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China food scare hits KFC, Pizza Hut sales

Los Angeles - A television expose showing improper meat handling by one of its Chinese suppliers caused “significant, negative” damage to sales at its KFC and Pizza Hut restaurants over the past 10 days, Yum Brands said on Wednesday.

“If the significant sales impact is sustained, it will have a material effect on full-year earnings per share,” Yum said in a regulatory filing.

A customer walks out of a KFC store in downtown Shanghai July 31, 2014. A food safety scare in China is testing local consumers' loyalty to foreign fast-food brands, including McDonald's Corp and Yum Brands Inc, which owns the KFC and Pizza Hut chains. Yum said on Wednesday that the scare, triggered by a TV report earlier this month showing improper meat handling by a supplier, Shanghai Husi Food, caused "significant, negative" damage to sales at KFC and Pizza Hut restaurants over the past 10 days. "If the significant sales impact is sustained, it will have a material effect on full-year earnings per share," Yum said in a regulatory filing. Credit: Reuters

Shares in Yum, which counts China as its No. 1 market, tumbled 6.2 percent in extended trading, down $4.50 to $68.50.

The latest food safety scandal to rock China came as Yum's restaurant sales there had just begun recovering from a slide last year due to an avian food outbreak and a food safety scare.

In a note titled “Big Trouble in Big China,” Janney Capital Markets analyst Mark Kalinowski said McDonald's Corp faces the next most risk after Yum.

He also noted that Papa John's International Inc operates company-owned restaurants in the Beijing area.

After an undercover local TV report that alleged workers at Shanghai Husi Food used expired meat and doctored food production dates, regulators closed the factory on July 20.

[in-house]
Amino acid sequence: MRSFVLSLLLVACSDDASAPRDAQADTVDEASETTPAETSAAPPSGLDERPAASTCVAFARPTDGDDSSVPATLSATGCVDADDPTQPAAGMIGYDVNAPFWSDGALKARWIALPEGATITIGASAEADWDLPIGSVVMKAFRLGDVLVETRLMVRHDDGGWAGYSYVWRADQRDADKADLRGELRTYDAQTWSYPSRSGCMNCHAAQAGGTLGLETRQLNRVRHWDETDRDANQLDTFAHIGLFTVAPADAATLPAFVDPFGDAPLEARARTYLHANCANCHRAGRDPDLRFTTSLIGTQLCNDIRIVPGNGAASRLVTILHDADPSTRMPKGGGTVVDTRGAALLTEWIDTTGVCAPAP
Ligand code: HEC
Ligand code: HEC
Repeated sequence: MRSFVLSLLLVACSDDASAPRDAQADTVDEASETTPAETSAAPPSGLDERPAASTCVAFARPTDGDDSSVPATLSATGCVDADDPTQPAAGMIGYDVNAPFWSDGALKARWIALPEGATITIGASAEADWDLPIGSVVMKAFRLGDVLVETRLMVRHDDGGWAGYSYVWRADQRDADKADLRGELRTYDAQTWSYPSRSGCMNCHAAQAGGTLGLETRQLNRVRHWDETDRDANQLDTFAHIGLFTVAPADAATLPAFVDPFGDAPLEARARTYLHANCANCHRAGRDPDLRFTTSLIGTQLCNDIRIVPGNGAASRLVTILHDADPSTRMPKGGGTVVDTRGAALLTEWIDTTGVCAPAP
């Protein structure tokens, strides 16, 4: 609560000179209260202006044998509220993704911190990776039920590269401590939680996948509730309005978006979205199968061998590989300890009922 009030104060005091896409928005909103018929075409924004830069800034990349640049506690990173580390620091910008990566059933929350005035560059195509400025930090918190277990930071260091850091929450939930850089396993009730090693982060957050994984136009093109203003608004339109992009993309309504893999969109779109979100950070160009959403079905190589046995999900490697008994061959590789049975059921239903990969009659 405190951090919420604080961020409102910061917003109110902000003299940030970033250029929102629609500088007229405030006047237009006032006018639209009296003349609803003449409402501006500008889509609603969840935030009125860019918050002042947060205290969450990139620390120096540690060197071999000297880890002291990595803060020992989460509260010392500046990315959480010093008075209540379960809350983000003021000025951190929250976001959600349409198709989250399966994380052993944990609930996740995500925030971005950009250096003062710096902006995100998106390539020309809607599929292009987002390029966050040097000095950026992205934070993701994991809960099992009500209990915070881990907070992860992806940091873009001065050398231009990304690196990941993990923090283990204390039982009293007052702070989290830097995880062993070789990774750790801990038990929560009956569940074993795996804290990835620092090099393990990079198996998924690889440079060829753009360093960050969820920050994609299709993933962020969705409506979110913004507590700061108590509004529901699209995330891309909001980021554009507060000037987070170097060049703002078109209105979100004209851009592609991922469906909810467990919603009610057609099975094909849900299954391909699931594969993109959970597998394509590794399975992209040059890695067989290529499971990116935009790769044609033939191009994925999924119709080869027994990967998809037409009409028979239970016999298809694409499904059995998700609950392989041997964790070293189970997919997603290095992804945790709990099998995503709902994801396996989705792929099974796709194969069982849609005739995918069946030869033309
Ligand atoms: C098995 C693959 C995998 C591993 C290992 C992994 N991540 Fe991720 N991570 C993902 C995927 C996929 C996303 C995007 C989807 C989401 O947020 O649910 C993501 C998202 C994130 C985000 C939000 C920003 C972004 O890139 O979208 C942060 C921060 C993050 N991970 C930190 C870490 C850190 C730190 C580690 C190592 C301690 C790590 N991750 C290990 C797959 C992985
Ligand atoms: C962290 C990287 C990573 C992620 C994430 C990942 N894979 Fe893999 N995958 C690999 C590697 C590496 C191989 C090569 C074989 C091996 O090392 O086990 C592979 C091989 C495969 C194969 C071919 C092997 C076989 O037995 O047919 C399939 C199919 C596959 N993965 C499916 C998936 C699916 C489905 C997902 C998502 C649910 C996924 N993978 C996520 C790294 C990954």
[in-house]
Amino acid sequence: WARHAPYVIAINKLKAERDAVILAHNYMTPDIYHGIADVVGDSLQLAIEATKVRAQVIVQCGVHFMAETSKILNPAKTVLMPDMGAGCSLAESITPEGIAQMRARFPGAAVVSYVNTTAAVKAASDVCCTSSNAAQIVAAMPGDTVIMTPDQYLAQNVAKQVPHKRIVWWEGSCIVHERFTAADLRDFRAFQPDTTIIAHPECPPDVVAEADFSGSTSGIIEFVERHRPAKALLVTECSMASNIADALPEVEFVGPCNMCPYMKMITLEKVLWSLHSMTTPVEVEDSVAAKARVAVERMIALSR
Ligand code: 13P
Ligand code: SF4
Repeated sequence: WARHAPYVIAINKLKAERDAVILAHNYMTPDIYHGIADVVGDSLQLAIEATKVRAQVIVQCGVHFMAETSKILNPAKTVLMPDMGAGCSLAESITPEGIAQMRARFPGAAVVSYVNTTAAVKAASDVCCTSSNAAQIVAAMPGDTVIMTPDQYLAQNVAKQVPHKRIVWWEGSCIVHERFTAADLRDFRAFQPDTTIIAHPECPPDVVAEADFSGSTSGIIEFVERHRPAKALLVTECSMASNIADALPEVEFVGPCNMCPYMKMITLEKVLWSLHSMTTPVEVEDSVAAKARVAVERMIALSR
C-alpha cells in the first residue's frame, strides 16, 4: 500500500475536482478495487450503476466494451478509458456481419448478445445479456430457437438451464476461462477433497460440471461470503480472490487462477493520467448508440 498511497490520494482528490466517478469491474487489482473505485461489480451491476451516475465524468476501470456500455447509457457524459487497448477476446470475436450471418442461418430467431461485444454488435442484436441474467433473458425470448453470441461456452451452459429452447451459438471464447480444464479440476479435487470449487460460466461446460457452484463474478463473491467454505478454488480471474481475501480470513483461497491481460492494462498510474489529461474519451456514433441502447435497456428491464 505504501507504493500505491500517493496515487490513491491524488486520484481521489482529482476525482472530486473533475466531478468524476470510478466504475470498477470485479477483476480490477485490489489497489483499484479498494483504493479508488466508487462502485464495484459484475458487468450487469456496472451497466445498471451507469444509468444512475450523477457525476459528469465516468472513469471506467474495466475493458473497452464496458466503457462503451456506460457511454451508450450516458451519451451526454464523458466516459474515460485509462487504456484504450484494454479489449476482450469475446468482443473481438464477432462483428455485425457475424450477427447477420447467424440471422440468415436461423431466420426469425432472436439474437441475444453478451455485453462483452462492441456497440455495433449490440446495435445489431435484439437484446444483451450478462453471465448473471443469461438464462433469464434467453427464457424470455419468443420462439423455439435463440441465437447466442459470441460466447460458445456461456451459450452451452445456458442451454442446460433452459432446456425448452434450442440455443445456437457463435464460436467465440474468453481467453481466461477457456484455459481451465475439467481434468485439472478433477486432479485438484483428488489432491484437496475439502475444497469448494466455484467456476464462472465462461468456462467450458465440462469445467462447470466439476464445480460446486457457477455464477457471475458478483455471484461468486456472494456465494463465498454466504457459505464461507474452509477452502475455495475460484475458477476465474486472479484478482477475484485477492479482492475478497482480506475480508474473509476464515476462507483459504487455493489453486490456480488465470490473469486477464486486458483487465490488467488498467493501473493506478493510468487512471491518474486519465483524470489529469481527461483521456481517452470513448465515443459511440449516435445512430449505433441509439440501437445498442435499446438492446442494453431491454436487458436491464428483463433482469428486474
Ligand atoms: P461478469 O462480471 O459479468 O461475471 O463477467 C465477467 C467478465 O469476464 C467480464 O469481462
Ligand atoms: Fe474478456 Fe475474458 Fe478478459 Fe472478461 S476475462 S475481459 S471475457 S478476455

The plant is part of OSI, a US food supplier.

Police have detained five people including Shanghai Husi's head and quality manager.

Yum, which has nearly 6,400 restaurants in China, immediately terminated its global relationship with OSI, which was not a major supplier to the company. It said the move had “minimal disruption” to the availability of menu offerings in China.

Food safety has been a big concern for Chinese consumers after dairy products tainted with the industrial chemical melamine sickened many thousands and led to the deaths of six infants in 2008.

McDonald's, which has just over 2,000 restaurants in China, has had a long relationship with OSI and was more dependent on the supplier that Yum.

Many of those restaurants were hit by meat shortages after McDonald's ended its relationship with OSI in China.

McDonald's, the Japanese unit of the world's biggest restaurant chain, withdrew its earnings guidance for the year after the scandal forced it to switch to alternative chicken supplies.

A McDonald's Japan executive said sales had dropped 15 percent to 20 percent due to the food scare. - Reuters

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